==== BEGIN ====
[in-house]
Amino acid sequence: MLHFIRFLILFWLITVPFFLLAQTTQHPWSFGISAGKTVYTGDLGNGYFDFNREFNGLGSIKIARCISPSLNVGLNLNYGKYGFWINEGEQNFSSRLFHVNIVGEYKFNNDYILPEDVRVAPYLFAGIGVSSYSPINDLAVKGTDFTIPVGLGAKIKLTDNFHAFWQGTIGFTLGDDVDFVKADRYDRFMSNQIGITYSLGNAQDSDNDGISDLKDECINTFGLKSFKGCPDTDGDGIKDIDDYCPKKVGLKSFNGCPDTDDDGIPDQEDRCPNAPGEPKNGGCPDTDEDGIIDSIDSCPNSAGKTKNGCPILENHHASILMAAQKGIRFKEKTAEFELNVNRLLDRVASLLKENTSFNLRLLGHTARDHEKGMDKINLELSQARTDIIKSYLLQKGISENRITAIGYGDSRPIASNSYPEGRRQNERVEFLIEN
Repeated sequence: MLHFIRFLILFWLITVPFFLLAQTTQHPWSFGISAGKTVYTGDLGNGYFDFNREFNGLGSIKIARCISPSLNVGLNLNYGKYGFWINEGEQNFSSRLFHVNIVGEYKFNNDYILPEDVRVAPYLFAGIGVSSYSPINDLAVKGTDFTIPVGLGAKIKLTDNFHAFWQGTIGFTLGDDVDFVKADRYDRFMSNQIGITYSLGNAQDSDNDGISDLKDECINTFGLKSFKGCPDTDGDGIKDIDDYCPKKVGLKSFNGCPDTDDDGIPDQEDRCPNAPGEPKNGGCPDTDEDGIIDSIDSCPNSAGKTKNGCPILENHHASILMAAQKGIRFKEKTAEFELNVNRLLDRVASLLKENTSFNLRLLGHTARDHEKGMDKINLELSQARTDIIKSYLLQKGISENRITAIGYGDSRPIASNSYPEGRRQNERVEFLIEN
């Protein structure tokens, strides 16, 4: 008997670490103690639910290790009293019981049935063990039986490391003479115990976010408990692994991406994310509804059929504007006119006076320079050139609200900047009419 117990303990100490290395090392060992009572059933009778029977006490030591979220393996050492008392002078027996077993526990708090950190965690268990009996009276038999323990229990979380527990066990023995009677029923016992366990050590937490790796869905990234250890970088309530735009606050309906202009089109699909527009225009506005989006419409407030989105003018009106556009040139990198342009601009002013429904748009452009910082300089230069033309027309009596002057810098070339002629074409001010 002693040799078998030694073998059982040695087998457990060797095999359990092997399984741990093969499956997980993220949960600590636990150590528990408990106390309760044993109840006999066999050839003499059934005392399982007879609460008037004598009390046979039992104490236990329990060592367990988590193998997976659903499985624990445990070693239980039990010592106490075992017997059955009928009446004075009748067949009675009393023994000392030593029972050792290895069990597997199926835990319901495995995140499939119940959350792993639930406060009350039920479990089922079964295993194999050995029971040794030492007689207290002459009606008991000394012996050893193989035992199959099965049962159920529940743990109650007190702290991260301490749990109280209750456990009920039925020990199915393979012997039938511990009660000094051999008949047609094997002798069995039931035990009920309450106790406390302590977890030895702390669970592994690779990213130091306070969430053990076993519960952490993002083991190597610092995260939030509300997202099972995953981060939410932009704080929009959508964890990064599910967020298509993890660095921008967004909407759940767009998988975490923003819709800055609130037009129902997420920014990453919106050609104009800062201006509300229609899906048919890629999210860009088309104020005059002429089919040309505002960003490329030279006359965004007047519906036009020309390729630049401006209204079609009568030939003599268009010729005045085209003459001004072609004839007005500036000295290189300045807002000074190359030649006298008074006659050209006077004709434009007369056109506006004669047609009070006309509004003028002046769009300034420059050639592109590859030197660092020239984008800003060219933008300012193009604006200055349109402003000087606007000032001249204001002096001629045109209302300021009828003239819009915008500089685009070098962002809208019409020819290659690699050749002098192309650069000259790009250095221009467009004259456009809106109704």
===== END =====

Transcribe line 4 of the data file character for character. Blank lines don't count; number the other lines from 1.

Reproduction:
């Protein structure tokens, strides 16, 4: 008997670490103690639910290790009293019981049935063990039986490391003479115990976010408990692994991406994310509804059929504007006119006076320079050139609200900047009419 117990303990100490290395090392060992009572059933009778029977006490030591979220393996050492008392002078027996077993526990708090950190965690268990009996009276038999323990229990979380527990066990023995009677029923016992366990050590937490790796869905990234250890970088309530735009606050309906202009089109699909527009225009506005989006419409407030989105003018009106556009040139990198342009601009002013429904748009452009910082300089230069033309027309009596002057810098070339002629074409001010 002693040799078998030694073998059982040695087998457990060797095999359990092997399984741990093969499956997980993220949960600590636990150590528990408990106390309760044993109840006999066999050839003499059934005392399982007879609460008037004598009390046979039992104490236990329990060592367990988590193998997976659903499985624990445990070693239980039990010592106490075992017997059955009928009446004075009748067949009675009393023994000392030593029972050792290895069990597997199926835990319901495995995140499939119940959350792993639930406060009350039920479990089922079964295993194999050995029971040794030492007689207290002459009606008991000394012996050893193989035992199959099965049962159920529940743990109650007190702290991260301490749990109280209750456990009920039925020990199915393979012997039938511990009660000094051999008949047609094997002798069995039931035990009920309450106790406390302590977890030895702390669970592994690779990213130091306070969430053990076993519960952490993002083991190597610092995260939030509300997202099972995953981060939410932009704080929009959508964890990064599910967020298509993890660095921008967004909407759940767009998988975490923003819709800055609130037009129902997420920014990453919106050609104009800062201006509300229609899906048919890629999210860009088309104020005059002429089919040309505002960003490329030279006359965004007047519906036009020309390729630049401006209204079609009568030939003599268009010729005045085209003459001004072609004839007005500036000295290189300045807002000074190359030649006298008074006659050209006077004709434009007369056109506006004669047609009070006309509004003028002046769009300034420059050639592109590859030197660092020239984008800003060219933008300012193009604006200055349109402003000087606007000032001249204001002096001629045109209302300021009828003239819009915008500089685009070098962002809208019409020819290659690699050749002098192309650069000259790009250095221009467009004259456009809106109704």